Our Secret Formula: 5 Ways to Stay Creative When You’re Feeling Anything But

Building a culture that isn’t afraid to share creative ideas is a great way to get the juices flowing again when it seems like the inspiration well is running dry.

By Melissa Bouma

After a couple of years away from a more traditional office setting, you may find yourself tapped out creatively.

It makes sense: After quite a while spent in relative isolation in front of a screen, it might feel like the visceral spark that once came naturally just isn’t there anymore. But it can be reignited! Try these techniques from Manifest’s own playbook to turn a lull into renewed energy.

1. Make Time for Small Talk

No matter where your association is based, it’s harder to get everyone around a water cooler these days. But workplace banter is still an important way to build camaraderie—and even swap ideas informally, which may blossom into bigger strategies or campaigns down the road. It also serves as a mental palate cleanser, helping people ease into the task of focusing on a project.

Before the pandemic, Manifest had employees in several offices across the country, and as a result has had a lot of practice communicating remotely.

Our advice: When you hop on a Zoom call, give your team a few minutes to talk about something that’s bringing them joy, for example, before jumping into the work of the day. This creates some white space so that when it’s time to get down to business, your team is warmed up enough to talk about big ideas.

2. Do a Few Creative Pushups

Each week, Manifest team members put together a series of “creative pushups” in a Slack channel that encourages employees to quickly react to a sometimes silly prompt with little time to practice … or overthink the result. Prompts could be as simple as “if your hometown had a slogan, what would it be?”

The idea behind these exercises is to generate a little explosion of creativity that might inspire some innovative thinking around the hard work of the week.

3. Share What’s Inspiring You Online

Slack is the perfect medium for sharing nuggets of creativity, we’ve found—we have a dedicated channel for that, too. Some recent highlights include an eye-opening kaleidoscope from an Italian liquor website, a fascinating article on web design trends, an interesting website for a game company, a provocative way to share emoji, and a simple but timesaving app.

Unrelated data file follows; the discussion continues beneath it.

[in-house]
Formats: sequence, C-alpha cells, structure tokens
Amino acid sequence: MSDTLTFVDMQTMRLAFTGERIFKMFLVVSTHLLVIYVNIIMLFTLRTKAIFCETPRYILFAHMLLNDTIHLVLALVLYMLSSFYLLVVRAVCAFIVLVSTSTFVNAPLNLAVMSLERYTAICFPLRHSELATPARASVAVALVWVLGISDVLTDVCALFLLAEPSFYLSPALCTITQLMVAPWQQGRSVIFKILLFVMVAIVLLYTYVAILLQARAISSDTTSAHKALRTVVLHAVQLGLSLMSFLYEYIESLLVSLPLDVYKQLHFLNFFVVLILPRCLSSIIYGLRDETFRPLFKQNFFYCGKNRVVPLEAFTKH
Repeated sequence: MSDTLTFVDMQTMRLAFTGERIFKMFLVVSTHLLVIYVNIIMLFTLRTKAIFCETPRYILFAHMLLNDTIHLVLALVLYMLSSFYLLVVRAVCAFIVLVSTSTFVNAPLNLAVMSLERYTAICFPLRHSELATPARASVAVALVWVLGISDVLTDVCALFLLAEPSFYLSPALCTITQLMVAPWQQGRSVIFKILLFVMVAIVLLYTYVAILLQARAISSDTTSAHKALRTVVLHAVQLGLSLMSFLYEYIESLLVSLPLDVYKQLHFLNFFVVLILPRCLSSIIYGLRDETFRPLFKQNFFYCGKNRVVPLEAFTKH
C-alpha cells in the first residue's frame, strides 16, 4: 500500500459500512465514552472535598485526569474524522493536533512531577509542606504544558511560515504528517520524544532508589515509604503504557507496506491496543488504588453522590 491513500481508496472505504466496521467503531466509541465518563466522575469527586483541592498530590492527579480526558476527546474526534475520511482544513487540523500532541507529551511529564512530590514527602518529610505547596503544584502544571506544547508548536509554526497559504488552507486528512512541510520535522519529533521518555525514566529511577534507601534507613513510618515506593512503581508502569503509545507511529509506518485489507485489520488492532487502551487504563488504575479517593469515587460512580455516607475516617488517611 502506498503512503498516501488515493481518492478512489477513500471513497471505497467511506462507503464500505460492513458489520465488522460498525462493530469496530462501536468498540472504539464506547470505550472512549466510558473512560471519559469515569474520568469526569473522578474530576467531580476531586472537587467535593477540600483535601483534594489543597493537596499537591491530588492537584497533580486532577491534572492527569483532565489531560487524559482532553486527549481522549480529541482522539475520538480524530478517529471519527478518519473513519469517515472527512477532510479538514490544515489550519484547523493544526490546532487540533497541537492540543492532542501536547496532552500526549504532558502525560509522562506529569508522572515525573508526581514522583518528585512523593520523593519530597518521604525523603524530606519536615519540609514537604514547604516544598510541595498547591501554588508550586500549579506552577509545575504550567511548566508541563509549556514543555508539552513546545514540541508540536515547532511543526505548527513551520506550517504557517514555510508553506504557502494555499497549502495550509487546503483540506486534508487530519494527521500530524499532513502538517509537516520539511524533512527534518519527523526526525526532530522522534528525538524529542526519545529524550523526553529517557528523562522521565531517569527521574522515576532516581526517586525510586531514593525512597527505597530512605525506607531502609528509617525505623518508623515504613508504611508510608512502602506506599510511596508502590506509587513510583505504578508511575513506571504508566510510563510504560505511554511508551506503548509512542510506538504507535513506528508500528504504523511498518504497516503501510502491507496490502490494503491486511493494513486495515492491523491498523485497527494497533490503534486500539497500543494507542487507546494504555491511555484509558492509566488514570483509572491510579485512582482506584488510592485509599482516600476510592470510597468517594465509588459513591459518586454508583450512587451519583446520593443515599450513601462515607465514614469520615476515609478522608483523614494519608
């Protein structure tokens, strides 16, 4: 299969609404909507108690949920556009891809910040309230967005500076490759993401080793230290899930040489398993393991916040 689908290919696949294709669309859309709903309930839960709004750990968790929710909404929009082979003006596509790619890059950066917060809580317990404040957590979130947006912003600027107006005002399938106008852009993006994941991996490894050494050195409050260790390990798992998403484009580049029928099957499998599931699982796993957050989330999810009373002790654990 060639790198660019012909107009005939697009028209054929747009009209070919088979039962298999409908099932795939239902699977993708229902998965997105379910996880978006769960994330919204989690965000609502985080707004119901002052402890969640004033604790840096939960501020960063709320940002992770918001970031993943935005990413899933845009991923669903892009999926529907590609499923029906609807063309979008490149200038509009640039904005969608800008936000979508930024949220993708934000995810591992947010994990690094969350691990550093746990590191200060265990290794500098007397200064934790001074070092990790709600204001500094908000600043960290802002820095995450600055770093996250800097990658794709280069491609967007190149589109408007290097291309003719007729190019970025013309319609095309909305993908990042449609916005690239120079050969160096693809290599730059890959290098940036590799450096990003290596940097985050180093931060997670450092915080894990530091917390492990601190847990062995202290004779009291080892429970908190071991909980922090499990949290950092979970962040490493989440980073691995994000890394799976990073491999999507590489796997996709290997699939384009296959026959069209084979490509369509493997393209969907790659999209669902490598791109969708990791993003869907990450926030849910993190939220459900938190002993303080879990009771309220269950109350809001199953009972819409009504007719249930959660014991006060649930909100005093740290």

By creating a place for association members to share things that strike their fancy—even if they’re unrelated to the work your association typically does—you build a starting point for inspiration. You also build a creative library of sorts, which members can tap into forever.

4. Highlight Interesting Work … Even If It’s Not Your Own

One of the important things Manifest does during its all-agency meetings is dedicate time to sharing interesting projects, giving people from disparate teams the opportunity to learn what their peers are doing, get outside of their own bubbles, and be inspired.

More recently, we’ve also focused on our competitors, showing the impressive work they are producing.

This has a twofold effect: It helps us get a glimpse of what’s working elsewhere, and it creates a base of understanding to build upon, so that when the next creative project emerges, we’re ready to leverage what we’ve learned. It’s a strategy associations could definitely use—in fact, we recommend you steal it.

5. Bring in Another Set of Eyes

Perhaps the biggest thing your organization can do to help lift its creativity is to bring in a new set of eyes for a fresh perspective. Whether the issue is a virtual event, member engagement, or a website overhaul, tapping into a source outside the organization is a pretty consistent way to come up with a creative solution. After all, often, it’s not what you look at that matters, it’s what you see.

Melissa Bouma, president of Manifest, has more than 15 years of experience building insight-driven branding and content strategy, with a client base representing large companies, major universities, and prominent associations.